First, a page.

Many businesses have used the pandemic to develop new ways of working that require less travel. They could continue making a significant difference to society’s carbon footprint by committing to permanently curb business travel.

    The unprecedented fiscal stimulus and economic support packages assembled by governments also provide a unique opportunity. If done correctly, they can create a more equitable society, prioritize the health for all people, and produce a net environmental benefit.

    Not only would this enable us to recover from the pandemic, but it would promote economic growth, expand the labour force and deliver immense social benefits. The EU’s promise of a €1.8 trillion stimulus package to rebuild a post COVID-19 Europe that is “greener, more digital and more resilient” could create a brighter future for all if it is replicated globally.

    Across countries, economic-stimulus responses to the COVID-19 crisis outsize those to the 2008 nancial crisis.
    Stimulus packages can create a more equitable society. Image: McKinsey

    Preventing widespread youth disillusionment will require a similar level of political and economic will. We must create the opportunities to minimize the risk of a lost generation in a post-pandemic world. But we can make a start by simply listening to the voices of youth.

    A Herculean challenge

    It won’t be easy. Transitioning to a global economy that decarbonizes, maintains prosperity, and decreases inequality at the same time will be a Herculean challenge; but I’m optimistic.

    At Zurich, we believe that embedding green policies and promoting social cohesion can be a catalyst for economic growth, as well as having a positive impact on people and the planet. And we believe business has a key role to play.

    We continue to promote diversity and inclusion, discovering that the addition of six words to our job advertisements in the UK significantly increased female applications: “part time”, “job share” and “flexible working”.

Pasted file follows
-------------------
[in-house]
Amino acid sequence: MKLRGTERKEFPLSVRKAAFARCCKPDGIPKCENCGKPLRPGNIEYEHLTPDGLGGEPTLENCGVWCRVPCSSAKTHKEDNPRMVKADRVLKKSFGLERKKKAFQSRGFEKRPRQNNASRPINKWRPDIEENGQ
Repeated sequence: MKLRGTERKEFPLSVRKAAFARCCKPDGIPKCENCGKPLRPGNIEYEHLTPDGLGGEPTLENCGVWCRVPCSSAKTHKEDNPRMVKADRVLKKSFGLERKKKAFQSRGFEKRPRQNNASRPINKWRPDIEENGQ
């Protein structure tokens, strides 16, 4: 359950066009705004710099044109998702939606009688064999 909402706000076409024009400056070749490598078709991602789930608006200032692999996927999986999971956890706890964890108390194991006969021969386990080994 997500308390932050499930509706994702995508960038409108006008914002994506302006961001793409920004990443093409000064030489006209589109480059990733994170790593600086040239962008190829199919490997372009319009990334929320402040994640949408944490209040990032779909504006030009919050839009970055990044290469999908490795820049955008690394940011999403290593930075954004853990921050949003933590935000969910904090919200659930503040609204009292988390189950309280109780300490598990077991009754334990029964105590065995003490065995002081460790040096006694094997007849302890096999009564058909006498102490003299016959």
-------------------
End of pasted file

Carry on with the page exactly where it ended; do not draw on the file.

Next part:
Despite the challenge of COVID-19, we expanded the Zurich Apprenticeship Programme in the US during 2020. Not only are we enabling young people to enter the workforce, but we are helping other businesses explore apprenticeships as part of our role as co-founder of the Chicago Apprentice Network as well as Insurance Apprenticeship USA.

    Discover

    What is the World Economic Forum doing to manage emerging risks from COVID-19?

    The virus has exposed our weaknesses and highlighted the fragilities in our economies, our societies, and even in some of our political leaders. But it also reminds us of our most precious strengths, and it shines a light on the power and beauty of nature and humanity.

    Humankind has always found a way to find strength in adversity and, as demonstrated in the search for a vaccine, where there’s a will, we always find a way.

    If we show the same focus and determination in combatting climate change and other issues troubling our planet, then we can feel optimistic about the future.

    This is a new starting point for us all. We should treat this moment as nature would, as an opportunity for renewal, and to strengthen humanity and our planet’s ecosystem.

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    The views expressed in this article are those of the author alone and not the World Economic Forum.

    Related topics:
    Forum InstitutionalEconomic GrowthStakeholder CapitalismClimate Action